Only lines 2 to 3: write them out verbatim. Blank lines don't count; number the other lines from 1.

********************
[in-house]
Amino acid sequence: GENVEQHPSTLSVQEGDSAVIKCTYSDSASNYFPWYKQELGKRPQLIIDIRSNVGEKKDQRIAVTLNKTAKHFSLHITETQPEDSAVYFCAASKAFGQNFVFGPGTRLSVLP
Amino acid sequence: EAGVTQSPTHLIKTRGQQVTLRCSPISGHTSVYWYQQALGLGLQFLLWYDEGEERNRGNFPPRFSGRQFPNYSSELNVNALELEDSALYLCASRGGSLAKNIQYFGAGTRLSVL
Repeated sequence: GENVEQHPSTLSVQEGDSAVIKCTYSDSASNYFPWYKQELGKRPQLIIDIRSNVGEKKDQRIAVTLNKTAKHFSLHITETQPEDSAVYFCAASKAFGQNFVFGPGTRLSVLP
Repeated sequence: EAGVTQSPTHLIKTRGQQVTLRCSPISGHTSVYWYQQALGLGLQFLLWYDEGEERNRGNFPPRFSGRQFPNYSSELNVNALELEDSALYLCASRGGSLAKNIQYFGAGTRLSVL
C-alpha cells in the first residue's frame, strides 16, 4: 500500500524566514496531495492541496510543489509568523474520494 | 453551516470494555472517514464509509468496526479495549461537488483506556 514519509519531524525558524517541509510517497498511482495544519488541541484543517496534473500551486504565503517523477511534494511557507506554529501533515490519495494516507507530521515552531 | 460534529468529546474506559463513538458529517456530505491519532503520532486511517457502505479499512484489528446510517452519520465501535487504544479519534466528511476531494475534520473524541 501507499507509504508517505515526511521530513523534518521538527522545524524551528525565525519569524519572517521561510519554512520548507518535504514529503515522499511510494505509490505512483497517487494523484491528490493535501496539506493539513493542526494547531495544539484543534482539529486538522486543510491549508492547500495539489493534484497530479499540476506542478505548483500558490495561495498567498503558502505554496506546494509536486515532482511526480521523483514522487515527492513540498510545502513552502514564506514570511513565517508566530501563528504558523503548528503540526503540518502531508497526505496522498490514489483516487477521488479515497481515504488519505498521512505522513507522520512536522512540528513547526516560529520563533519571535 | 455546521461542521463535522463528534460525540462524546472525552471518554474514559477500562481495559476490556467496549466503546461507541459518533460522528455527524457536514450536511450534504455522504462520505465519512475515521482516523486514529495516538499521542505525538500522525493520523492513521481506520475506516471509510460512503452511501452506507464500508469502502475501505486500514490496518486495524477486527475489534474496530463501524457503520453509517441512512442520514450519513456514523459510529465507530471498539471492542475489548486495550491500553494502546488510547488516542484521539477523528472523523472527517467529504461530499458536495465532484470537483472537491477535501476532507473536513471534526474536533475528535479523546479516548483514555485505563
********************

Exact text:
Amino acid sequence: GENVEQHPSTLSVQEGDSAVIKCTYSDSASNYFPWYKQELGKRPQLIIDIRSNVGEKKDQRIAVTLNKTAKHFSLHITETQPEDSAVYFCAASKAFGQNFVFGPGTRLSVLP
Amino acid sequence: EAGVTQSPTHLIKTRGQQVTLRCSPISGHTSVYWYQQALGLGLQFLLWYDEGEERNRGNFPPRFSGRQFPNYSSELNVNALELEDSALYLCASRGGSLAKNIQYFGAGTRLSVL